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Focus Groups as a Research Method: Hear From a Variety of Voices, Explore New Ideas, Gain Clarity and Draw Conclusions

Research Sample

As in other qualitative research, focus groups do not necessarily need a perfectly representative sample of the participants in the community, since the results will not be generalizable.  With that said, you should aim to have a diversity of backgrounds and opinions across your groups in order to get varied perspectives.  You might be wondering, how many groups should we conduct in order to do the best focus groups?  And how large should the groups be?  While there is no one-size-fits-all answer to these questions, there are a few general guidelines you might want to follow.

While some researchers like to do smaller focus groups and others like to do larger groups, the commonly accepted range for the best size is between 6 and 10 participants. Smaller than that and the focus group tends to turn into more of a series of individual interviews, being held at the same time and place.  Larger than that and it is difficult to get everyone's opinions in the allotted time.  Remember, the key point about focus groups is to see how an issue is discussed in a group dynamic – anything that takes away from group conversation is not a good use of the focus group method. 

How many groups should you conduct?  Where possible, it is best to have the participants of each focus group matched on an important demographic or other personal characteristic that is relevant to your research question.  For instance, you might want to have a group of all women, or a group of all African Americans, a group of people from the same neighborhood,  or groups separated by age or language.  This helps participants speak more openly and freely, especially when dealing with a sensitive topic.

Get Participatory! When thinking about the types of groups you would like to run a focus group with, it can be very useful to get those folks involved in the research process itself. They can bring a level of insight into the community that you might not have without their participation. This can also cultivate a level of ownership and trust in the research process that can be beneficial for all those involved.

Let's return to the Metamorphosis Project example.  We wanted to talk in our focus groups about community problems.  We knew from our experience that one of the big problems in the community was conflicts between African Americans and Latinos, especially gang-related conflict.  With this in mind, we decided to have different African American groups and Latino groups, as they would likely be more comfortable to speak about this sensitive issue when they were in a more familiar ethnic group.  You can see how this could be relevant on a number of topics – if you're talking about  health issues, for instance, it might be important to separate by gender.  If you're talking about issues of sexual activity, separating by age and by gender might be appropriate.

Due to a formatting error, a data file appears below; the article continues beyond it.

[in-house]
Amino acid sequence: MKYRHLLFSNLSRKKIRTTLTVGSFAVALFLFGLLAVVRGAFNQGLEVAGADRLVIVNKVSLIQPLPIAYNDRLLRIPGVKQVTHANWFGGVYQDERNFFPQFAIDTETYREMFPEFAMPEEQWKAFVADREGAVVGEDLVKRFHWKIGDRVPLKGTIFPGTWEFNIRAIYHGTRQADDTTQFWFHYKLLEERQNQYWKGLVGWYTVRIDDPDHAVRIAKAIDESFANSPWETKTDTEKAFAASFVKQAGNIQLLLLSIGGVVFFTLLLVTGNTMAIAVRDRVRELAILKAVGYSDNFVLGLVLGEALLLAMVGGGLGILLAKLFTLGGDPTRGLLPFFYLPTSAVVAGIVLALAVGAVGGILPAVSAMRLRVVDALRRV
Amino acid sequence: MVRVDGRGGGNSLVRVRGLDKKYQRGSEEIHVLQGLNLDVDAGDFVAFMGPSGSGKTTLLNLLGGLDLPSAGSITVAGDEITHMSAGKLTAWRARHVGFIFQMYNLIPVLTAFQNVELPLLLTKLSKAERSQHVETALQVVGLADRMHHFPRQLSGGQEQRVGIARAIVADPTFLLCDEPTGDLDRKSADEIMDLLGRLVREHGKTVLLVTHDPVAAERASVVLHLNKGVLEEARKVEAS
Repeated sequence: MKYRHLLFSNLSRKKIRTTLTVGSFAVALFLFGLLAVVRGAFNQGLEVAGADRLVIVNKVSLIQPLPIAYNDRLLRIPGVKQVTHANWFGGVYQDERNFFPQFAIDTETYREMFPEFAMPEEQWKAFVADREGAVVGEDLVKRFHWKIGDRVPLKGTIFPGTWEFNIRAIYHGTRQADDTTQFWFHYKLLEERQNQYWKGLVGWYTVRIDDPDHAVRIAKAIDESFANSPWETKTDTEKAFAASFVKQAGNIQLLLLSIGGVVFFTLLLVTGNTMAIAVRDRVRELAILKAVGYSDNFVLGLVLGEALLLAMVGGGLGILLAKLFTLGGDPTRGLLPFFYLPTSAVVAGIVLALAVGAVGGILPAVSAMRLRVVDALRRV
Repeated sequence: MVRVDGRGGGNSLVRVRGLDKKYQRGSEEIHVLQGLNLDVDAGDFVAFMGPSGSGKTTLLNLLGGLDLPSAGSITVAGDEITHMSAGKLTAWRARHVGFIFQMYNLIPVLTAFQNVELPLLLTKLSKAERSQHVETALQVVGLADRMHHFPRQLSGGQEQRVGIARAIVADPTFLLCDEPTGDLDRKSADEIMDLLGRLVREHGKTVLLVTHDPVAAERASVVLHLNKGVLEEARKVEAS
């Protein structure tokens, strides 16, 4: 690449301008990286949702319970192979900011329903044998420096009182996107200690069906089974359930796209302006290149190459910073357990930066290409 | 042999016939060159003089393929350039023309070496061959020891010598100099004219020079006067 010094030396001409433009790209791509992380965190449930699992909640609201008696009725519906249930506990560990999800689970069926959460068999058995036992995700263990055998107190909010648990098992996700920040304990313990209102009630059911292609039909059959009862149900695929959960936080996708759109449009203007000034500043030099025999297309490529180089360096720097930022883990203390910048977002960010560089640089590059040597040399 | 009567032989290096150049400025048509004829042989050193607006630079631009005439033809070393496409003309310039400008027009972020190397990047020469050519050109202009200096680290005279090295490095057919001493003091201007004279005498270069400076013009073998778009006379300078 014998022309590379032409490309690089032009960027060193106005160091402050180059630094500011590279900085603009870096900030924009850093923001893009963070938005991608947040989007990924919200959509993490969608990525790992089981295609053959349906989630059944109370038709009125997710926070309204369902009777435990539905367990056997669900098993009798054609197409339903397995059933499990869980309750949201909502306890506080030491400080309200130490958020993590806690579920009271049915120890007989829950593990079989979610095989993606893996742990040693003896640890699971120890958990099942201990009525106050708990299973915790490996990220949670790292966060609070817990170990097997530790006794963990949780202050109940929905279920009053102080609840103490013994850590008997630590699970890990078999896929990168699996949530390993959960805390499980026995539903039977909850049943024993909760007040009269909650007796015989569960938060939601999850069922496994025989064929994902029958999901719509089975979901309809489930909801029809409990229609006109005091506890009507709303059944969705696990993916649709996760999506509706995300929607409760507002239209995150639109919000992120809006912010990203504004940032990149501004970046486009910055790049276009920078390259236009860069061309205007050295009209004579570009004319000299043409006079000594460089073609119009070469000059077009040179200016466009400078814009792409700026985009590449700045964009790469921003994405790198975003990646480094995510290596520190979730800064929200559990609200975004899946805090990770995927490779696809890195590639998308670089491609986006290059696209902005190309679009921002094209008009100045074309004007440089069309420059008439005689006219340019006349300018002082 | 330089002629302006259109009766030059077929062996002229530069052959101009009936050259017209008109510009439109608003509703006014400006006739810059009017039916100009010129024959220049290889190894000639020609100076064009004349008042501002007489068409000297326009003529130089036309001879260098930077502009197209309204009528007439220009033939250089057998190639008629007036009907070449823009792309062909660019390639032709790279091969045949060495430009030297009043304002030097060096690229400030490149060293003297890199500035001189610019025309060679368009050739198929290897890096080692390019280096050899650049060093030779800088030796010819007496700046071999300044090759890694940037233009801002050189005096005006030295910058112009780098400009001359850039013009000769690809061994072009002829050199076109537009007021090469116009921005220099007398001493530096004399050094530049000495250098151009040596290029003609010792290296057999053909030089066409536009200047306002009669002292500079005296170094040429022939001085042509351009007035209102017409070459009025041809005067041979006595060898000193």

After you have separated the groups on a relevant characteristic, it is good to conduct at least two focus groups with each section (so, two groups of African Americans and two groups of Latinos).  When you conduct only one group, it is hard to know whether that conversation was unique to that group of individuals.  By conducting two groups with each, you can look for common themes across the groups when you move onto the analysis stage.  Three or four groups with each is even better.   Of course, the size and scope of your research sample will depend on your time and resources, so don't worry if you do not meet these guidelines exactly.  In addition, you might find that, while you recruited, say, eight people to participate in a group, only four or five showed up!  This happens all of the time, so it is often useful to over-recruit by a few people, expecting that some might not show up.  You will have to over-recruit by a few extra if you think it might be difficult for some of the participants to make it – for instance, if there is bad weather, traffic, your study population is elderly or ill.  Also, any time you can provide some sort of incentive for participating (perhaps a small amount of money or gift card), participants are more likely to attend.  Also, providing day-care services during the focus group can be very helpful in recruitment.

How long should the focus group be?  The general rule of thumb is no longer than two hours and at least one full hour.  Less than that and it is difficult to get a good conversation going.  More than that and your participants will be exhausted.

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